Photo Credit: Daily Times
Reflecting on India’s polarization
Moulik Seth, Associate Opinions Editor
“The whole world is watching!” The chant from Aaron Sorkin’s latest, The Trial of the Chicago 7, bears an uncanny resemblance to our times; it is almost a timely depiction of how circumstances today have shaped human response. The movie had seven individuals on trial, but today it feels as if the entire world faces a trial. A trial that instigates a revolution, against forces that intend to disturb the status quo and perpetuate an environment that exploits power. We see demonstrations and protests everywhere in the world, against all sorts of atrocities, but what intrigues me most is the deeply disturbing and polarized world that my home country, India, has inhabited. It shakes me from within.
The shift in power from the ruling political alliance (UPA) to the National Democratic Alliance (NDA) lent itself to a radical surge in the political climate across the nation. In 2014, the NDA went on to win a clear majority with 336 seats in the general election. The Bhartiya Janta Party (BJP) was the party that secured the highest percentage of votes in this alliance, and their ascent to power marked what would turn out to be a rather controversial nine years. Amongst the many laws passed during the BJP-led government tenure, one that has caught the attention of most of the world is the CAA (Citizenship Amendment Act). The Act continues to draw interpretations and can sway one away from its essence. The Bill seeks to amend the existing Act by further providing that Hindus, Sikhs, Parsis, Jains, Buddhists and Christians from Afghanistan, Bangladesh and Pakistan, who have entered India before December 21st, 2014 will not be considered as illegal migrants and will be eligible for citizenship. Stakeholders in both the Joint Committee and the Parliament (Opposition parties) have raised concerns, arguing that the Bill violates Article 14 (Right to Equality) and Article 25 (The right to freedom of religion) through the specific inclusion of certain religions, excluding others. In this regard, however, it has been clarified by the Home Minister of India as well as the Committee that the Bill does not violate Article 14 as it creates a reasonable classification, based on the object of law. Subsequently, the Bill does not curtail one’s right to practice any religion in the country.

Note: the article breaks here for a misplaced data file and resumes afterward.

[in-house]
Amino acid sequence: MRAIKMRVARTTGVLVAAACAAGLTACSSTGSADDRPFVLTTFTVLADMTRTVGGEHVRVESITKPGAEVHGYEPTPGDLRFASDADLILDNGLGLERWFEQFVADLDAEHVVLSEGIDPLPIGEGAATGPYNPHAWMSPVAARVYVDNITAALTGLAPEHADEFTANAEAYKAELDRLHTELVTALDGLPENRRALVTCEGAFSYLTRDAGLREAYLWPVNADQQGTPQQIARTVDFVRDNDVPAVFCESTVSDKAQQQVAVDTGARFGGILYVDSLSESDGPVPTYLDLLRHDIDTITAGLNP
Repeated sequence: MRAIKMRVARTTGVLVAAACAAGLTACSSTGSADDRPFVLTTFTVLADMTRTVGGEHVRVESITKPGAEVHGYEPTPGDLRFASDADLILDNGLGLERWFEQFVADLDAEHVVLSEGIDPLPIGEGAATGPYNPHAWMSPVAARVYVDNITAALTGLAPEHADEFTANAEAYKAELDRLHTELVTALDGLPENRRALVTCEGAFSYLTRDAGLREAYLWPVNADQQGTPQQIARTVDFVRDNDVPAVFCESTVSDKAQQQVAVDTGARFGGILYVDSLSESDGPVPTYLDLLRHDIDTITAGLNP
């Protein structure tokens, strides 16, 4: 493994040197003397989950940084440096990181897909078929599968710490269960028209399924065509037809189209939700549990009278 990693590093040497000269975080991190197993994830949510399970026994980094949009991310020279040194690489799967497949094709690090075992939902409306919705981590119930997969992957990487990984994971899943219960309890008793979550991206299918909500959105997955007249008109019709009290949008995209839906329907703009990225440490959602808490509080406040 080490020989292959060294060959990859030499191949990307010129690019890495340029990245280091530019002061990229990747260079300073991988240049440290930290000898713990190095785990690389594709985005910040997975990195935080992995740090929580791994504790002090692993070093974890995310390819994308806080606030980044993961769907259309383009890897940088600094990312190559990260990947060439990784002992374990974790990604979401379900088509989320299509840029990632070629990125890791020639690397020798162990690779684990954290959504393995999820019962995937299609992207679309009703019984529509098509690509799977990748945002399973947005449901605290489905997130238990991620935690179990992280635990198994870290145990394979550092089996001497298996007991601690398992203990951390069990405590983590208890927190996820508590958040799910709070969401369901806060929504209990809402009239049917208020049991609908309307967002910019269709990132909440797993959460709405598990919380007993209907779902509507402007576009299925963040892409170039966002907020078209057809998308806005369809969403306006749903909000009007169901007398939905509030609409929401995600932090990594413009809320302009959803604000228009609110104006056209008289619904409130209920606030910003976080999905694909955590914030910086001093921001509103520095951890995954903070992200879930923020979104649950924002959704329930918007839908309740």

Inevitably, protests plunged the national capital, Delhi. Termed as the “Shaheen Bagh Protests”, named after the area they centred around, the protests saw thousands participate as they sat through the day, chanting and demanding that CAA be removed as a law. The premise of these protests centred around the religious exclusion of Muslims and the implication that the BJP Government intended to assert the dominance of Hindus across the nation. The understanding of this Act has been largely subjective, and material, inevitably, carries bias from the perspective of the writer. Yet, what remains largely empirical is the nature of protests and how they propagated the essence of democracy. The protests lent themselves to the rightful dissent that the population holds towards government policies. However, they were inappropriately organised and led to public dissatisfaction. The protests blocked roads for nearly four months and caused significant public harm. This undermines the protests as a whole, because the very objective of ensuring the best for the citizens is defeated. Furthermore, the government has found links to the PFI (Popular Front of India), an extremist and militant Islamic fundamentalist organisation that ‘organised’ the protests by sending in funding that incentivised individuals to sit through them. The book, Delhi Riots 2020, examines the role of this organisation and the subsequent issues that formulated the Shaheen Bagh Protests. What is important to note here is that the nature of protests should remain civil and legitimise the nature of a democracy, not act to create any sort of divide. Our world is changing faster than ever and we cannot have our tools turn into weapons. We must always remember the whole world is watching.